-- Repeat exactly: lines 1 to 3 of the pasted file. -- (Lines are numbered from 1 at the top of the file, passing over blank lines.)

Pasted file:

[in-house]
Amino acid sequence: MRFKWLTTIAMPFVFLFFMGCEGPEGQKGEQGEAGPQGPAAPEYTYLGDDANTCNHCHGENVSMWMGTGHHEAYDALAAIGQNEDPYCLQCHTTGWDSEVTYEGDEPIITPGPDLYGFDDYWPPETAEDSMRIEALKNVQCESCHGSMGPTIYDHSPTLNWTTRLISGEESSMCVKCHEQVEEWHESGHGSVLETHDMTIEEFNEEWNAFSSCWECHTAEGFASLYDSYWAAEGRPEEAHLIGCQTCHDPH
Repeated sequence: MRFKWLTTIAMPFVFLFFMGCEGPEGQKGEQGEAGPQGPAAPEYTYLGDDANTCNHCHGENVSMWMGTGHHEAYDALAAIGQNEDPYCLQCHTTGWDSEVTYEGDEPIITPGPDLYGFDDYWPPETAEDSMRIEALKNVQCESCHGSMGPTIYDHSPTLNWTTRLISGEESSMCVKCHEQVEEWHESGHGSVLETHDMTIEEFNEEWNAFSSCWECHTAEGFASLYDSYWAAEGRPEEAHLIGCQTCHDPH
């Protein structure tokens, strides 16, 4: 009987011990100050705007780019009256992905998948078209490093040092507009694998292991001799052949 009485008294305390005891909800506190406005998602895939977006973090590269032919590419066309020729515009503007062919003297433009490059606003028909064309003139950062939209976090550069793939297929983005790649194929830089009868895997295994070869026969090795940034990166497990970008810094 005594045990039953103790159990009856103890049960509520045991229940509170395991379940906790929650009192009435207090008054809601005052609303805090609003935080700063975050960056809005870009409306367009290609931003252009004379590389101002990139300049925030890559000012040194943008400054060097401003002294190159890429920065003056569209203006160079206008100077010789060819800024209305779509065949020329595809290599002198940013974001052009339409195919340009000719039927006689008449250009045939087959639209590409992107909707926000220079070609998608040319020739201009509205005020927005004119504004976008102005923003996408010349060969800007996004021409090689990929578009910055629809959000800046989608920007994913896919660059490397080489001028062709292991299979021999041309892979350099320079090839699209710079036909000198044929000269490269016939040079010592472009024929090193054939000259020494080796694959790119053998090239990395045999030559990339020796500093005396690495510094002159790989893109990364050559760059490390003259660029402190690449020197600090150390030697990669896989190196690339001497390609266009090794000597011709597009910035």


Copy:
[in-house]
Amino acid sequence: MRFKWLTTIAMPFVFLFFMGCEGPEGQKGEQGEAGPQGPAAPEYTYLGDDANTCNHCHGENVSMWMGTGHHEAYDALAAIGQNEDPYCLQCHTTGWDSEVTYEGDEPIITPGPDLYGFDDYWPPETAEDSMRIEALKNVQCESCHGSMGPTIYDHSPTLNWTTRLISGEESSMCVKCHEQVEEWHESGHGSVLETHDMTIEEFNEEWNAFSSCWECHTAEGFASLYDSYWAAEGRPEEAHLIGCQTCHDPH
Repeated sequence: MRFKWLTTIAMPFVFLFFMGCEGPEGQKGEQGEAGPQGPAAPEYTYLGDDANTCNHCHGENVSMWMGTGHHEAYDALAAIGQNEDPYCLQCHTTGWDSEVTYEGDEPIITPGPDLYGFDDYWPPETAEDSMRIEALKNVQCESCHGSMGPTIYDHSPTLNWTTRLISGEESSMCVKCHEQVEEWHESGHGSVLETHDMTIEEFNEEWNAFSSCWECHTAEGFASLYDSYWAAEGRPEEAHLIGCQTCHDPH